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Pop table lamp made in France, in the 1970s

Pop table lamp made in France, in the 1970s

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150 

Suave and elegant globe table lamp made in France in the 1970s. With a minimalist design, this lamp features a spiral, discrete metal support as a lamp base. The opaque white globe falls both into Pop and Atomic Age aesthetics. The lamp has it’s original electrics, including the plug and the switch.

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SKU: CIL0040 Categories: , Tags: ,
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Additional information

Design Period

1970-1979

Country of Origin

Condition

Very Good. This vintage item has no defects, but it may show slight traces of use

Material(s)

, ,

Color(s)

,

Lightbulb Socket(s)

1 lightbulb, Edison Screw (E27 or ES)

Electrics

Cord legth: 140 cm, Original plug, Original switch, Original wiring

Plug/Outlet Type

European plug (up to 240V), Type E plug

Weight

Approx. 1,5 kg

Dimensions

23 cm diameter (the globe), Lamp base = 22 cm, Total height = 44 cm

Duties Notice

If your delivery address is not in the European Union, Iceland, Liechtenstein, Norway, or Switzerland, please be advised that import duty is not included in the prices you see online

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About Mid-Century

Atomic Age in design refers to the period roughly corresponding to 1940–1960 and extending in the 1970s, when concerns about nuclear war dominated Western society during the Cold War. The discovery and development of the Electron microscope had also a huge impact. Architecture, industrial design, commercial design (including advertising), interior design, and fine arts were all influenced by the themes of atomic science, as well as the Space Age, which coincided with that period. Atomic Age design became popular and instantly recognizable, with a use of atomic motifs and space age symbols. Retrofuturism is a current resurgence of interest in Atomic Age design.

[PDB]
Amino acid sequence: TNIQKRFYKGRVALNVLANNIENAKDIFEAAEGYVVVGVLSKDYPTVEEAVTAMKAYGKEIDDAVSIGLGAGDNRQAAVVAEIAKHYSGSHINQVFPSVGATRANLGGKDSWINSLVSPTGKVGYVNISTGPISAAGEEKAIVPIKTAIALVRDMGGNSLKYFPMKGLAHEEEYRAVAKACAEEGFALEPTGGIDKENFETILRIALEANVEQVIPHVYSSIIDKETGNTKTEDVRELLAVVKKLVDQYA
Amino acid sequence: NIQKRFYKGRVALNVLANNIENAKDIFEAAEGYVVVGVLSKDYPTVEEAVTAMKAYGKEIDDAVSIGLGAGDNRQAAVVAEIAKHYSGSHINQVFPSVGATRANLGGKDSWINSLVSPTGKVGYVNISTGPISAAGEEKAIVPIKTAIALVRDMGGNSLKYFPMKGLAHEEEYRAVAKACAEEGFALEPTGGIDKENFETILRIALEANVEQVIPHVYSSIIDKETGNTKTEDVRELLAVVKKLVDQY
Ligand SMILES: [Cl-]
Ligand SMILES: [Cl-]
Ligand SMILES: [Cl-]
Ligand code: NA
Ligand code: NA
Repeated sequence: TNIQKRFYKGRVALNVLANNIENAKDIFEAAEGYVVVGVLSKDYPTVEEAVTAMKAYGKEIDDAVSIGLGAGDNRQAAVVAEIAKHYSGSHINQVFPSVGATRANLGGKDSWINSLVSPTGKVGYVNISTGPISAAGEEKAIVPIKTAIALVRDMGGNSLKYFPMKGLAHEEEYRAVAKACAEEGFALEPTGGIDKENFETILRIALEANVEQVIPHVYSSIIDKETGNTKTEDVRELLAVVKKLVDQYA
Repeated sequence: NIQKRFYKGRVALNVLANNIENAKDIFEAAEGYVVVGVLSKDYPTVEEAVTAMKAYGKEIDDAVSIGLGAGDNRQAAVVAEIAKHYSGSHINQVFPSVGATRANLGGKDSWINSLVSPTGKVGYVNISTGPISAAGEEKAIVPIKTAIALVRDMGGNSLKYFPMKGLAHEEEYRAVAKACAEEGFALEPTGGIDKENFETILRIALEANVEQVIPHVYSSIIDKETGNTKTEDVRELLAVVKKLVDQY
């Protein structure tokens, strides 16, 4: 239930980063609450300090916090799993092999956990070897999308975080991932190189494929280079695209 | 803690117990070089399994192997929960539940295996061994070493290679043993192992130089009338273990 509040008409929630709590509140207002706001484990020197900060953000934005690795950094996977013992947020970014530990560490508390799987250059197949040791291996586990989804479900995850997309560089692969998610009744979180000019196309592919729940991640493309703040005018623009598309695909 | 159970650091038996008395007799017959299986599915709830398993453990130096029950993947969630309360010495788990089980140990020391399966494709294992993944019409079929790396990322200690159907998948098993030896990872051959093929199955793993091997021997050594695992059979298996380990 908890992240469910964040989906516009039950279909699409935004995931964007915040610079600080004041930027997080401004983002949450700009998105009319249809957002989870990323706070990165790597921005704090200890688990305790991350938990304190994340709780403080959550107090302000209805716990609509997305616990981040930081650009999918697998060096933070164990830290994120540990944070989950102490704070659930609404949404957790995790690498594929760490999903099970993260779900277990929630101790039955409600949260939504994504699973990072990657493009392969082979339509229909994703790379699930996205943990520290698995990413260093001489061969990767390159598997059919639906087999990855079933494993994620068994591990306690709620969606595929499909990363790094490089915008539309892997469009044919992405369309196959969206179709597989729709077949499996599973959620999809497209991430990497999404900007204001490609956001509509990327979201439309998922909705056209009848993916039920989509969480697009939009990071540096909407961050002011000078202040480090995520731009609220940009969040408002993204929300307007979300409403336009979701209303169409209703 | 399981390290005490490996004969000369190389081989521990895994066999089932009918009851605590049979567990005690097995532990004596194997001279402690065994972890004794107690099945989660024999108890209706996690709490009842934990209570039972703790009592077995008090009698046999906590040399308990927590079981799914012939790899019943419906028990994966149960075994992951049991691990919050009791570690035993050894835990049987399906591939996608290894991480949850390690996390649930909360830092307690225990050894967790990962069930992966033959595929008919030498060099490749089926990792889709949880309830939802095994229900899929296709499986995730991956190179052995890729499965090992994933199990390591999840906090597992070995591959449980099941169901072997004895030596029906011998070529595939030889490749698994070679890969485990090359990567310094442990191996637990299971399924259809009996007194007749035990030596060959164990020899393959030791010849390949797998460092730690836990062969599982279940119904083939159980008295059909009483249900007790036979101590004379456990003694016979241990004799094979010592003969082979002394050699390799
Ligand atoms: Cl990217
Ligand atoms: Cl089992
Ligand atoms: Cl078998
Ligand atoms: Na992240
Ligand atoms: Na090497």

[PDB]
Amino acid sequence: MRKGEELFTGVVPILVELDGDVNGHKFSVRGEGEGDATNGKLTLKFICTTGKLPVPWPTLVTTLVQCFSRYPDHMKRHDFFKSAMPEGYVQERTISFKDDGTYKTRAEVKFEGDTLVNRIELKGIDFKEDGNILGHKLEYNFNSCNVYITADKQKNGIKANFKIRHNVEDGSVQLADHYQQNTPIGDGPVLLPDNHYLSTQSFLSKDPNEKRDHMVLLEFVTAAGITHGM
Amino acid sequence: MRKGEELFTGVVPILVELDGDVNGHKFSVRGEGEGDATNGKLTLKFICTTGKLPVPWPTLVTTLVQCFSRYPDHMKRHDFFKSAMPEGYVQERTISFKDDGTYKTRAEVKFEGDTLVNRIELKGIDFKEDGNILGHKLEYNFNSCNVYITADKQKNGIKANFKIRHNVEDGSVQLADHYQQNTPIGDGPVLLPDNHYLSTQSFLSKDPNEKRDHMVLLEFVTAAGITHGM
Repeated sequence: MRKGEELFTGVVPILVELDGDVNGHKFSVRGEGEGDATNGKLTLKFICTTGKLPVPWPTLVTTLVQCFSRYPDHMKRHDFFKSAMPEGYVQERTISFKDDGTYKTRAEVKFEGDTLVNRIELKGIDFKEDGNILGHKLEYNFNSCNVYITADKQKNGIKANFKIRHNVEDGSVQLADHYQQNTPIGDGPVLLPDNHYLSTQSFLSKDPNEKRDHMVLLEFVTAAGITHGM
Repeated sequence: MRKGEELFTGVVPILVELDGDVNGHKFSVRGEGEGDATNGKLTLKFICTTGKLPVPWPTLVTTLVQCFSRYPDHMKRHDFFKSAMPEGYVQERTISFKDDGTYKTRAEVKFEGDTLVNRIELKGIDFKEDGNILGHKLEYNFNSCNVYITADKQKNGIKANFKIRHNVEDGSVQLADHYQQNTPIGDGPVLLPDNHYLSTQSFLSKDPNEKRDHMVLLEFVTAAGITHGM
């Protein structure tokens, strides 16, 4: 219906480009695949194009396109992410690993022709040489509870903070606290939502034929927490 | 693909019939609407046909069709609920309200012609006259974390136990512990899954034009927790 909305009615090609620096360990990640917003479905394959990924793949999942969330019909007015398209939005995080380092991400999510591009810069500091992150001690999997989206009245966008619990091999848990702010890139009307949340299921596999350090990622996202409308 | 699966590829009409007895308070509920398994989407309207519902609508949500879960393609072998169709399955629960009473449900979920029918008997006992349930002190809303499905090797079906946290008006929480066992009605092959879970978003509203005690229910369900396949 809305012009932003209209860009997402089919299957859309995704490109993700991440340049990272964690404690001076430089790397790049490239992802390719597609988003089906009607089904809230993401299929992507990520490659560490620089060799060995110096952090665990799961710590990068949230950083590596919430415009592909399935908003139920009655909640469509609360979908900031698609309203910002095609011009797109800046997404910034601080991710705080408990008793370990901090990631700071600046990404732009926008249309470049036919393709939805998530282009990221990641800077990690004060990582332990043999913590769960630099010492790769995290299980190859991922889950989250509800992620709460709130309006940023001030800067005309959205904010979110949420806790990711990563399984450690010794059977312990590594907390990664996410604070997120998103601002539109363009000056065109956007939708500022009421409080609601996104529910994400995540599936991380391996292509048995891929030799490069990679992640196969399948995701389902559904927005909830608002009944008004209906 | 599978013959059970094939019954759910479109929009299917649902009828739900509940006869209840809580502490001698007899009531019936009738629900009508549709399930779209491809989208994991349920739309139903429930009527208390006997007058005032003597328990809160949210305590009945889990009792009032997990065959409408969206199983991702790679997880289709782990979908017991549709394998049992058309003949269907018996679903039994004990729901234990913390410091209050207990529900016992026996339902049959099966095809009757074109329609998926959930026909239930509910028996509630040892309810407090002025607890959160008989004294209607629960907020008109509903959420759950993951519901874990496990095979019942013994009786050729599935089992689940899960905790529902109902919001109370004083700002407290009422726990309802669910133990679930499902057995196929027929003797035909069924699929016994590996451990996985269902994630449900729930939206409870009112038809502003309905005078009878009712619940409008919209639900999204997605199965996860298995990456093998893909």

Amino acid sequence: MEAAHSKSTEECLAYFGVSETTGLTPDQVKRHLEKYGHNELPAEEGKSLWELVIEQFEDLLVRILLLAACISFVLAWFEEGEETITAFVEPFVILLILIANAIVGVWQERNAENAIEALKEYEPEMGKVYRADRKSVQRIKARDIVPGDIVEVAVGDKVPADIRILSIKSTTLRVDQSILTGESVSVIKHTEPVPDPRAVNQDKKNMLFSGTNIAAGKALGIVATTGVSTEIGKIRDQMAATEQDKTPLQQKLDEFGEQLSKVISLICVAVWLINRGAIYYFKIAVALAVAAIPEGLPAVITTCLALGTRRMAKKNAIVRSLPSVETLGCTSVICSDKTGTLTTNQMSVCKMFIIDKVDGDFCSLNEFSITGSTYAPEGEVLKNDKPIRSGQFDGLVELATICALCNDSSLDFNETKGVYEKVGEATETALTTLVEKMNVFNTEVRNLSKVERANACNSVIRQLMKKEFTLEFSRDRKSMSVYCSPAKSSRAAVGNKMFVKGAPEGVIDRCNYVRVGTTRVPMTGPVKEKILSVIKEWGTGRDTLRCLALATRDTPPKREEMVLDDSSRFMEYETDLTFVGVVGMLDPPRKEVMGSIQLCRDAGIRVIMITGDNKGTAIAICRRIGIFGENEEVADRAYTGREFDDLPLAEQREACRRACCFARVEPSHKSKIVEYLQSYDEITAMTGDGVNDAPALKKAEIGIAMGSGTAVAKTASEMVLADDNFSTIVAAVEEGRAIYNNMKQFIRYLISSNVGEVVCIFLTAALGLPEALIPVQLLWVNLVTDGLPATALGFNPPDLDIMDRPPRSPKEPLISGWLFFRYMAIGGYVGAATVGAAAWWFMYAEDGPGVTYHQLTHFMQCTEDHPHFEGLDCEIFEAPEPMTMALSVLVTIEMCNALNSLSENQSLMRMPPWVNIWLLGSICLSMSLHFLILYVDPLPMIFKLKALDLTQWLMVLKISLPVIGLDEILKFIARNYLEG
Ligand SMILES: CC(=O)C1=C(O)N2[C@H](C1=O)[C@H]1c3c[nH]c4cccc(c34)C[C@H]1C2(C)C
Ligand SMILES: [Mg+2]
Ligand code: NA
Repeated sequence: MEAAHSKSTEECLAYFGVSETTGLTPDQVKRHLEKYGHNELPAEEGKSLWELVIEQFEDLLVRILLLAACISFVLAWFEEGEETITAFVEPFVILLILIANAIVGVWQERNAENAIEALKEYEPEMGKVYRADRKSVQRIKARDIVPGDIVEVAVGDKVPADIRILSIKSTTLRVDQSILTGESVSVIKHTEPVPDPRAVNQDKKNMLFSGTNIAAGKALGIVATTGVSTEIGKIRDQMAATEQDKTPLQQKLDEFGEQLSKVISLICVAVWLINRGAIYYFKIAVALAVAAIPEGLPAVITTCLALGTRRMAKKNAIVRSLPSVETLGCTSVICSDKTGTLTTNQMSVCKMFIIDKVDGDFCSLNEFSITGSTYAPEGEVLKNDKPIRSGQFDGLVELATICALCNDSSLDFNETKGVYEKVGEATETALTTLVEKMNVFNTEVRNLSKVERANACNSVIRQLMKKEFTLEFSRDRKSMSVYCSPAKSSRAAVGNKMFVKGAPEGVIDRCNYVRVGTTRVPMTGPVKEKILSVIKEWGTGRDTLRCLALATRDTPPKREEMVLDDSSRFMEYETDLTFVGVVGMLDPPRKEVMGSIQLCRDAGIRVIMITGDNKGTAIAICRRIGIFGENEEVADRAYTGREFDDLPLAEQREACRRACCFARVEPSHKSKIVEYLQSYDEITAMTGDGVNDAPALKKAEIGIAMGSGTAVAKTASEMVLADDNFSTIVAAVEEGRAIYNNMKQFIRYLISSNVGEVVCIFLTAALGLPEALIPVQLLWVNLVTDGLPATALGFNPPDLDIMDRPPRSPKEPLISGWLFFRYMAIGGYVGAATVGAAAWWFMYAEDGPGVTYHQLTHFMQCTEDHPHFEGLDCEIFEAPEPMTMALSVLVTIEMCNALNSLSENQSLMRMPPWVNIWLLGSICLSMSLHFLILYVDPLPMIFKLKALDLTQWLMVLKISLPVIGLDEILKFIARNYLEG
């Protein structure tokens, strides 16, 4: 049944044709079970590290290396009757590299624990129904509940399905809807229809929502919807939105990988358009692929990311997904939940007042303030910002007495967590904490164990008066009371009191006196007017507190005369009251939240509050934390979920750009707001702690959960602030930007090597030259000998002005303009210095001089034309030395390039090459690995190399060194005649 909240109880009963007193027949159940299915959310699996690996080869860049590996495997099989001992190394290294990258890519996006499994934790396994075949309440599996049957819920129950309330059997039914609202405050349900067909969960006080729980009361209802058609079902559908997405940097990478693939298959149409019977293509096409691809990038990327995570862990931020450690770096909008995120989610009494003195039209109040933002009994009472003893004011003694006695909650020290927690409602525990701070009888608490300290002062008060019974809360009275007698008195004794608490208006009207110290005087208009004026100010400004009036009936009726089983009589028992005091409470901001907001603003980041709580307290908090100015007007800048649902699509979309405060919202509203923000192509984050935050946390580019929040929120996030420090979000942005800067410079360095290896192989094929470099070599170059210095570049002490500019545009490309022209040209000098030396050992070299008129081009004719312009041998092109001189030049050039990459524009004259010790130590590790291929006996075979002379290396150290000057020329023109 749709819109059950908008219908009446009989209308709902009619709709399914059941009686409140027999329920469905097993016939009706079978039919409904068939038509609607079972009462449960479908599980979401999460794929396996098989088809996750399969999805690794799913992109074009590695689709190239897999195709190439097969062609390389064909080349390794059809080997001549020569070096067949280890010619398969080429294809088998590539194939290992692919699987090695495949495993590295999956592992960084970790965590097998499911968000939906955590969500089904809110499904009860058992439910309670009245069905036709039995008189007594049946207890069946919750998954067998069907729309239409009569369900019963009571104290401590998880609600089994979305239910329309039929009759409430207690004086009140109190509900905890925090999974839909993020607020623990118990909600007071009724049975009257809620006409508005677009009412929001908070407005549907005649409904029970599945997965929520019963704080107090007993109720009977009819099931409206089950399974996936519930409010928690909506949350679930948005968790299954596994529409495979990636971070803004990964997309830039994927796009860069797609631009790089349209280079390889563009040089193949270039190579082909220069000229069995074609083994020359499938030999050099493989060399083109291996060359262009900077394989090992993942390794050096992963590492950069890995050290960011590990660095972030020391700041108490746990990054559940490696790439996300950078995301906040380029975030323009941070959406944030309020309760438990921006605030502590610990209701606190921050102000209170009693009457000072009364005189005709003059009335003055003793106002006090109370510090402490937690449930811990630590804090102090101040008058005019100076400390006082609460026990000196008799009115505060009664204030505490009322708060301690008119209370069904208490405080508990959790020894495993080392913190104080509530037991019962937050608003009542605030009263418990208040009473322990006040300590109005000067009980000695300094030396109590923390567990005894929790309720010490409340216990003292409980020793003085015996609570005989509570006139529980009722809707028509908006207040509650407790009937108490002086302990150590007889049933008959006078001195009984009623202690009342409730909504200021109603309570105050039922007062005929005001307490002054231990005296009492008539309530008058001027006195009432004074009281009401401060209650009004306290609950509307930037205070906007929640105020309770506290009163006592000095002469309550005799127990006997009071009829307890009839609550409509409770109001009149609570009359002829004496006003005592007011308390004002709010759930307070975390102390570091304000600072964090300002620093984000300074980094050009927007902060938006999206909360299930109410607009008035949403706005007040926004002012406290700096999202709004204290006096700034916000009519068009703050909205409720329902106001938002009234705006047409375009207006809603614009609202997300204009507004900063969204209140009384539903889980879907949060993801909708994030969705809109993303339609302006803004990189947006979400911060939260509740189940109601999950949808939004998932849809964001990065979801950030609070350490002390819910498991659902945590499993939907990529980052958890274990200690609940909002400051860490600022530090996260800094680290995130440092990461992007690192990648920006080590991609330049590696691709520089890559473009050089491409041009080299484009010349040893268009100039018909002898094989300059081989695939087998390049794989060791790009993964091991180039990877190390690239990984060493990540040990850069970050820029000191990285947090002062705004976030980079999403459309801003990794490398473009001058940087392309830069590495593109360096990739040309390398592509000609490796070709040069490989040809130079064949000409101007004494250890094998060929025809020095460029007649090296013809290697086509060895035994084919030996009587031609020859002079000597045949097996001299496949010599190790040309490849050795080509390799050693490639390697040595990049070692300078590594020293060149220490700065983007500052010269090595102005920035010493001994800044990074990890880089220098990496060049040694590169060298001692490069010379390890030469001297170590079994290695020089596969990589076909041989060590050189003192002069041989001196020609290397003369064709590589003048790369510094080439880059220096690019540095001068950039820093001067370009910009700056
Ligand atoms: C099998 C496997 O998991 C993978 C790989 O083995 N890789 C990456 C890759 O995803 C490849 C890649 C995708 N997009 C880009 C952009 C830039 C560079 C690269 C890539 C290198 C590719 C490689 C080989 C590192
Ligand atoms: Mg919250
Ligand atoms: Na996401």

Free-form organic shapes also appear as a recurring theme in Atomic Age design, reflecting x-ray technology that was becoming more widespread and familiar in pop culture. These botanic designs influenced later the patterns that included repeating organic shapes similar to cells and organisms viewed through a microscope.

“Vital forms”, or abstract organic forms, were identified as a core motif. Atomic power was a paradox during the era. It held great promise of technological solutions for the problems facing an increasingly complex world; at the same time, people were fearful of a nuclear armageddon, after the use of the atomic bomb at the end of World War II. People were ever-aware of the potential good, and lurking menace, in technology. Science became more visible in the mainstream culture through Atomic Age design.

Atomic particles themselves were reproduced in visual design, in areas ranging from architecture to barkcloth patterns. The geometric atomic patterns that were produced in textiles, industrial materials, melamine counter tops, dishware and wallpaper, and many other items, are emblematic of Atomic Age design. The Space Age interests of the public also began showing up in Atomic Age designs, with star and galaxy motifs appearing with the atomic graphics.

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